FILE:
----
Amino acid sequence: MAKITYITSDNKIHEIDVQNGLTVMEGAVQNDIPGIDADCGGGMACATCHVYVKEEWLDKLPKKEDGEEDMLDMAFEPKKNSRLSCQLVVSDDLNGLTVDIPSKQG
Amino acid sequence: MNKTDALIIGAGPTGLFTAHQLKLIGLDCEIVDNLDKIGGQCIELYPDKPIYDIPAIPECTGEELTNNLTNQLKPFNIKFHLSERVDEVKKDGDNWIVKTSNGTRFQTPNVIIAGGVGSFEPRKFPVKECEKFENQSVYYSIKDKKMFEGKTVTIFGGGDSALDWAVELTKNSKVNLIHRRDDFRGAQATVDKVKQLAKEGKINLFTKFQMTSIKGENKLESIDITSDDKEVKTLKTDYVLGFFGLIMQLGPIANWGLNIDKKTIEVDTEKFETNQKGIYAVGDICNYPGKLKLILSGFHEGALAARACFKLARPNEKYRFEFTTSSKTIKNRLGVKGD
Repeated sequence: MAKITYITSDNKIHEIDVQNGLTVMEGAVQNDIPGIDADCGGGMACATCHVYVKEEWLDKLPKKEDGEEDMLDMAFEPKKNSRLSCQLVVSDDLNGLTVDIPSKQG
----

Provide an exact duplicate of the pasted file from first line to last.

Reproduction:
Amino acid sequence: MAKITYITSDNKIHEIDVQNGLTVMEGAVQNDIPGIDADCGGGMACATCHVYVKEEWLDKLPKKEDGEEDMLDMAFEPKKNSRLSCQLVVSDDLNGLTVDIPSKQG
Amino acid sequence: MNKTDALIIGAGPTGLFTAHQLKLIGLDCEIVDNLDKIGGQCIELYPDKPIYDIPAIPECTGEELTNNLTNQLKPFNIKFHLSERVDEVKKDGDNWIVKTSNGTRFQTPNVIIAGGVGSFEPRKFPVKECEKFENQSVYYSIKDKKMFEGKTVTIFGGGDSALDWAVELTKNSKVNLIHRRDDFRGAQATVDKVKQLAKEGKINLFTKFQMTSIKGENKLESIDITSDDKEVKTLKTDYVLGFFGLIMQLGPIANWGLNIDKKTIEVDTEKFETNQKGIYAVGDICNYPGKLKLILSGFHEGALAARACFKLARPNEKYRFEFTTSSKTIKNRLGVKGD
Repeated sequence: MAKITYITSDNKIHEIDVQNGLTVMEGAVQNDIPGIDADCGGGMACATCHVYVKEEWLDKLPKKEDGEEDMLDMAFEPKKNSRLSCQLVVSDDLNGLTVDIPSKQG